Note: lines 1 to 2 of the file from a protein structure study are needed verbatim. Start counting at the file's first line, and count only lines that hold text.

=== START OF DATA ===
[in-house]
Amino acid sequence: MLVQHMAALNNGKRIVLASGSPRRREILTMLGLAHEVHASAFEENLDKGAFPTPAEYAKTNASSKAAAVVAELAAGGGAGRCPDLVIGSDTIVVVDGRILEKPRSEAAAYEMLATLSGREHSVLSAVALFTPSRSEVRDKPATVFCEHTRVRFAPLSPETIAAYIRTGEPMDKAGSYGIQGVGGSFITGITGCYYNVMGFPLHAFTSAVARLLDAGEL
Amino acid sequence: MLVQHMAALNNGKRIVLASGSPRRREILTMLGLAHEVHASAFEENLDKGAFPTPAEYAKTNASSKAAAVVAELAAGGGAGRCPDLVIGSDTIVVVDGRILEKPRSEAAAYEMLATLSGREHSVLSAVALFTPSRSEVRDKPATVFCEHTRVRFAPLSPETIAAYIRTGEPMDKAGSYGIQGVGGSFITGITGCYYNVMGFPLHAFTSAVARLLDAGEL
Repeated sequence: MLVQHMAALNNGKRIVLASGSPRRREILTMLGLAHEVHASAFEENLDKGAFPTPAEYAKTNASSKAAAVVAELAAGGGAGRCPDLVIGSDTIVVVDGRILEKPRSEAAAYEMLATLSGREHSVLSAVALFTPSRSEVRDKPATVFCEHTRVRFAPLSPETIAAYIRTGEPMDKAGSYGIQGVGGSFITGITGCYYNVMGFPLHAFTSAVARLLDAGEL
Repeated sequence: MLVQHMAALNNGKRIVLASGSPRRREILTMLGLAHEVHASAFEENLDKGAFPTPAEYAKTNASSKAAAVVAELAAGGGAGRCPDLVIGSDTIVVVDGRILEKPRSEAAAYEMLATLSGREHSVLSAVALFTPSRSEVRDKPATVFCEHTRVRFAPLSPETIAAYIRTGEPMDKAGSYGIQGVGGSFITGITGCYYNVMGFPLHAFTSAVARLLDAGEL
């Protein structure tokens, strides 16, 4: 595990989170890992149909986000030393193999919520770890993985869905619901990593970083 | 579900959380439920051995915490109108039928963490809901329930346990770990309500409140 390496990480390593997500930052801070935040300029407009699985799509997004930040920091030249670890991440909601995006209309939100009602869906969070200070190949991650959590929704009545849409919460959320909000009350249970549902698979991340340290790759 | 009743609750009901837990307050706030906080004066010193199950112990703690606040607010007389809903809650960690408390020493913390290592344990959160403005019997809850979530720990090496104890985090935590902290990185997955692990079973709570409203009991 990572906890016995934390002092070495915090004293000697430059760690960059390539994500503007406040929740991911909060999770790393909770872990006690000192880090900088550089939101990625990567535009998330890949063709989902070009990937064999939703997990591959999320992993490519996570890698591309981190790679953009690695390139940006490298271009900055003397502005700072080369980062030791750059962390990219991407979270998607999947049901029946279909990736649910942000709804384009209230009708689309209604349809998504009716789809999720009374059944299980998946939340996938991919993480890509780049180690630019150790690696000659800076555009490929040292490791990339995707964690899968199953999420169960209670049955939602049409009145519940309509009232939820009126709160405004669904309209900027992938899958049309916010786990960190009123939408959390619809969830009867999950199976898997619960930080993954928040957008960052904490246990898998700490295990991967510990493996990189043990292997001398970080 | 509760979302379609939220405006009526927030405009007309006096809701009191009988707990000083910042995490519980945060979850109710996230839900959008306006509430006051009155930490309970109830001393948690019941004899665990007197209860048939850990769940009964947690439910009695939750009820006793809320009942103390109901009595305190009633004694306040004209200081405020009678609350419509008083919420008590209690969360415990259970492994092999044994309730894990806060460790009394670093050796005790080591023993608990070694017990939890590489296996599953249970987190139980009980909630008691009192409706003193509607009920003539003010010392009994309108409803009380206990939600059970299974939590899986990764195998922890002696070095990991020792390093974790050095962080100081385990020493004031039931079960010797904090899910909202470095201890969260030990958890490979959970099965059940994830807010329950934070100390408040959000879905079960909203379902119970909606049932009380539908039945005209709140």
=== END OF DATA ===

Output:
[in-house]
Amino acid sequence: MLVQHMAALNNGKRIVLASGSPRRREILTMLGLAHEVHASAFEENLDKGAFPTPAEYAKTNASSKAAAVVAELAAGGGAGRCPDLVIGSDTIVVVDGRILEKPRSEAAAYEMLATLSGREHSVLSAVALFTPSRSEVRDKPATVFCEHTRVRFAPLSPETIAAYIRTGEPMDKAGSYGIQGVGGSFITGITGCYYNVMGFPLHAFTSAVARLLDAGEL